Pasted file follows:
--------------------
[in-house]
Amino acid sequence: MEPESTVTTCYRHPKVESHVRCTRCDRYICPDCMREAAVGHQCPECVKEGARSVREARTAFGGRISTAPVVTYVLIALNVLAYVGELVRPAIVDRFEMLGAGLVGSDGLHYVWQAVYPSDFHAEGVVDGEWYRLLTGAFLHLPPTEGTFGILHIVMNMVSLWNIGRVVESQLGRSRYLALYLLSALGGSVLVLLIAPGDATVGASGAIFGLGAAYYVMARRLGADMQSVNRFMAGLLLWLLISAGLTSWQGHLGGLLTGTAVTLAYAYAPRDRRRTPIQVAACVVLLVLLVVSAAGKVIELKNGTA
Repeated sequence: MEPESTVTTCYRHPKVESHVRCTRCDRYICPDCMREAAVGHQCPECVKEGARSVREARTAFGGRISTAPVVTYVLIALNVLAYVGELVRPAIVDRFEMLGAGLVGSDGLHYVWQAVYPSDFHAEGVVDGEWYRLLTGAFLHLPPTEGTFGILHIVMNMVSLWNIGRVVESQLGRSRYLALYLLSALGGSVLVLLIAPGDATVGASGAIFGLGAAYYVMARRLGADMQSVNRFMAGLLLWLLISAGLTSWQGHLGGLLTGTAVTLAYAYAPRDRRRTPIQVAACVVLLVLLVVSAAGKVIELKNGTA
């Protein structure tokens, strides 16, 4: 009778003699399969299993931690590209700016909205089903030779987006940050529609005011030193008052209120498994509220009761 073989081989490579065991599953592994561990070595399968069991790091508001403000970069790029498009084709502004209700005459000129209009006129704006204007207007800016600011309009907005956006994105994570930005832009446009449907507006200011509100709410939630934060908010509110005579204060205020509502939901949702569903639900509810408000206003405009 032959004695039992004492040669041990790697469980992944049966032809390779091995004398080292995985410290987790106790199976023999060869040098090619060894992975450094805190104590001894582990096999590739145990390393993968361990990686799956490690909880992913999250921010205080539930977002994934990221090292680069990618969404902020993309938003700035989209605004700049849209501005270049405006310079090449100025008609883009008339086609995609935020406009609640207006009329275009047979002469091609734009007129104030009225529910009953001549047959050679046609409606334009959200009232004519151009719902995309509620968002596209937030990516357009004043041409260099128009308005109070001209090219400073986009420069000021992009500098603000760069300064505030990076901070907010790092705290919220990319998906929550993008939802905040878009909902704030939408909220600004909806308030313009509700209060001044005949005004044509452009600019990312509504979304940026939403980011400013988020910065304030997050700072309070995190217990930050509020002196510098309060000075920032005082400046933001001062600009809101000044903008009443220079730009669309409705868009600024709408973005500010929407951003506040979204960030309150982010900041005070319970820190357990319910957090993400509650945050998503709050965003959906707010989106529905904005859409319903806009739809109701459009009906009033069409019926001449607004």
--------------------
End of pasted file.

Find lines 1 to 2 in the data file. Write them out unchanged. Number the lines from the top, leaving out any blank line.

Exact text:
[in-house]
Amino acid sequence: MEPESTVTTCYRHPKVESHVRCTRCDRYICPDCMREAAVGHQCPECVKEGARSVREARTAFGGRISTAPVVTYVLIALNVLAYVGELVRPAIVDRFEMLGAGLVGSDGLHYVWQAVYPSDFHAEGVVDGEWYRLLTGAFLHLPPTEGTFGILHIVMNMVSLWNIGRVVESQLGRSRYLALYLLSALGGSVLVLLIAPGDATVGASGAIFGLGAAYYVMARRLGADMQSVNRFMAGLLLWLLISAGLTSWQGHLGGLLTGTAVTLAYAYAPRDRRRTPIQVAACVVLLVLLVVSAAGKVIELKNGTA